let mut sieved_segment: Vec<_> = this_segment.clone();
for &this_prime in &small_primes {
if !this_segment.is_empty() {
let mut starting_offset = this_segment % this_prime;
starting_offset = if starting_offset == 0 { this_prime } else { starting_offset };

let first_val = this_segment + this_prime - starting_offset;
let last_val: &usize = this_segment.last().unwrap();

// hack for inclusive range while RFC is figured out. see
let sieve_vec = (first_val..(*last_val + 1))
.step(this_prime)
.collect::<Vec<_>>();

sieved_segment = sieved_segment
.iter()
.filter(|&check_num| !sieve_vec.contains(&check_num))
.map(|&val| val)
.collect::<Vec<_>>();

}
}
for sieved_prime in sieved_segment {
big_primes.push(sieved_prime);
}
}

return big_primes;
}

#[test]
fn no_end_segment_sieve_misses() {
let test_100k_primes = segmented_sieve(100000, 300);
assert!(!test_100k_primes.contains(&99999));

let test_100m_primes = segmented_sieve(1000000, 350);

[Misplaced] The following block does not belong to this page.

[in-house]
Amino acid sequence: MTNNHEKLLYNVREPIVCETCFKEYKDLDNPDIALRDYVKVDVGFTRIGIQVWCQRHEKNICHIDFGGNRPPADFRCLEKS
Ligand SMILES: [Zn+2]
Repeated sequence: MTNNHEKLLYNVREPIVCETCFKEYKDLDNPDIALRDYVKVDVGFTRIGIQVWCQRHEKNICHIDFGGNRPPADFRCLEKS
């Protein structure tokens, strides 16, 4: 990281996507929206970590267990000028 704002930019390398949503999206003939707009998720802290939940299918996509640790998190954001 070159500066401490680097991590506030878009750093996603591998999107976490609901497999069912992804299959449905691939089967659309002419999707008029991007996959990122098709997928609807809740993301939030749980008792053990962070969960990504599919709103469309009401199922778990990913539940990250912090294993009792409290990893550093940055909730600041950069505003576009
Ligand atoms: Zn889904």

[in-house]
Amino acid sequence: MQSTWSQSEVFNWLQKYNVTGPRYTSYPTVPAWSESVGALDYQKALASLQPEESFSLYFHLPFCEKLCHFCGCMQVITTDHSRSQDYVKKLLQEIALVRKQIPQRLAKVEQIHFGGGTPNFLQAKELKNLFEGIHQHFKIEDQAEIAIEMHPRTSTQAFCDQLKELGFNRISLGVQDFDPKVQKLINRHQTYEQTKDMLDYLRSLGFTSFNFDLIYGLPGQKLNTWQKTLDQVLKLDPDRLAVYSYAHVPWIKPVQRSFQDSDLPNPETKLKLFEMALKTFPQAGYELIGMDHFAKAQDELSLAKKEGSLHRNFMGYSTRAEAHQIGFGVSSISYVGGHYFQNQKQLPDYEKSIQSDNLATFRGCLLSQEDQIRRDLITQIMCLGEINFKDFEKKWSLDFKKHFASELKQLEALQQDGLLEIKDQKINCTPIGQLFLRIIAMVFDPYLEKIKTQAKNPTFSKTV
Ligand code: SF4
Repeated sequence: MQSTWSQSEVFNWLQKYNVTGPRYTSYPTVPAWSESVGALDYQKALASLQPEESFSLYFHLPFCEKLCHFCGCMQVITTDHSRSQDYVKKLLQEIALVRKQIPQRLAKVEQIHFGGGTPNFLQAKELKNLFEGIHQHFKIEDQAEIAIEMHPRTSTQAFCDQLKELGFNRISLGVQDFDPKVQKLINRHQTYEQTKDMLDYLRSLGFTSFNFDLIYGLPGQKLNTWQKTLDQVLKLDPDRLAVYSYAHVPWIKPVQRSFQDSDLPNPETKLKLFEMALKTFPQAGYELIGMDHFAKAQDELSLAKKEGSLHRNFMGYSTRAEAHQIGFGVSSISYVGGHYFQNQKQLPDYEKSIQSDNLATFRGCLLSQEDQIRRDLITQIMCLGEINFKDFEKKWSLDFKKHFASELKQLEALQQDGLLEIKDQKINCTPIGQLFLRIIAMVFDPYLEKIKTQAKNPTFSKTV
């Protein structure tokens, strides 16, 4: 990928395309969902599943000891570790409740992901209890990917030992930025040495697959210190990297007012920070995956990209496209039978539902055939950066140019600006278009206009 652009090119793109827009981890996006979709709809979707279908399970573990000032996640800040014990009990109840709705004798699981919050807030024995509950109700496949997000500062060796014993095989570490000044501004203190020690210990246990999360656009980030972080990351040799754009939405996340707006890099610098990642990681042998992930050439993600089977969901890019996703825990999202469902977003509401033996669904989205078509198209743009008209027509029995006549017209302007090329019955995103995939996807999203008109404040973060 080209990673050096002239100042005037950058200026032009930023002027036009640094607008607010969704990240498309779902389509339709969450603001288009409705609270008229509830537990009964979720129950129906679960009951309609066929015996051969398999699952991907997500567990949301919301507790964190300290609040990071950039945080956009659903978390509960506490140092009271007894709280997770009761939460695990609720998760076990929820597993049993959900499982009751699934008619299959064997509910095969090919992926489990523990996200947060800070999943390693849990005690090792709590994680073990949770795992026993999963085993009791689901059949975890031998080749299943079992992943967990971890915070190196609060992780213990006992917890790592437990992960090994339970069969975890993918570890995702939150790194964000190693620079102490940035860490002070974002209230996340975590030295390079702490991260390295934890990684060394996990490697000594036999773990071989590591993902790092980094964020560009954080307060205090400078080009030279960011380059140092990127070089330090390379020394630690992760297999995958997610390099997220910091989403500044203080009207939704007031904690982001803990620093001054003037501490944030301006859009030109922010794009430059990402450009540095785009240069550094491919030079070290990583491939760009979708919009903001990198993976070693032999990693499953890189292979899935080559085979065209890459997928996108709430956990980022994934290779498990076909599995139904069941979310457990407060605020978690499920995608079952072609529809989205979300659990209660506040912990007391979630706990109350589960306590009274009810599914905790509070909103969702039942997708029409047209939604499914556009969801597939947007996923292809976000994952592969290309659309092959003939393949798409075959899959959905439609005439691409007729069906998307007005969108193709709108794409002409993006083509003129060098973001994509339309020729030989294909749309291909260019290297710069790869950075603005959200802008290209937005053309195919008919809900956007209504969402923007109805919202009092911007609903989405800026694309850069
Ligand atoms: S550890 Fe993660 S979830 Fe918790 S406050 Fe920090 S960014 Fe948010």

assert!(test_100m_primes.contains(&999983));
assert!(!test_100m_primes.contains(&999997));
}


1. Documentation of the crate itself should use //! instead of ///.

2. Documenting "A struct" is redundant and listing where a type is used is overly brittle - will you remember to change that when the other location changes?

3. Much of the documentation seems redundant in general. Use meaningful variable names, create meaningful types, and don't duplicate the implementation in comments ("starts at ...", "the argument", etc.).

4. Trailing commas are the prevalent style in Rust.

5. 4-space indents. It may not be what you are used to, but that's what the community and language creators have chosen. It's better to just accept that and integrate.

6. Remember that /// is for user-facing documentation, and // is for the programmer. There's no need to tell the user of your code how the Iterator trait works.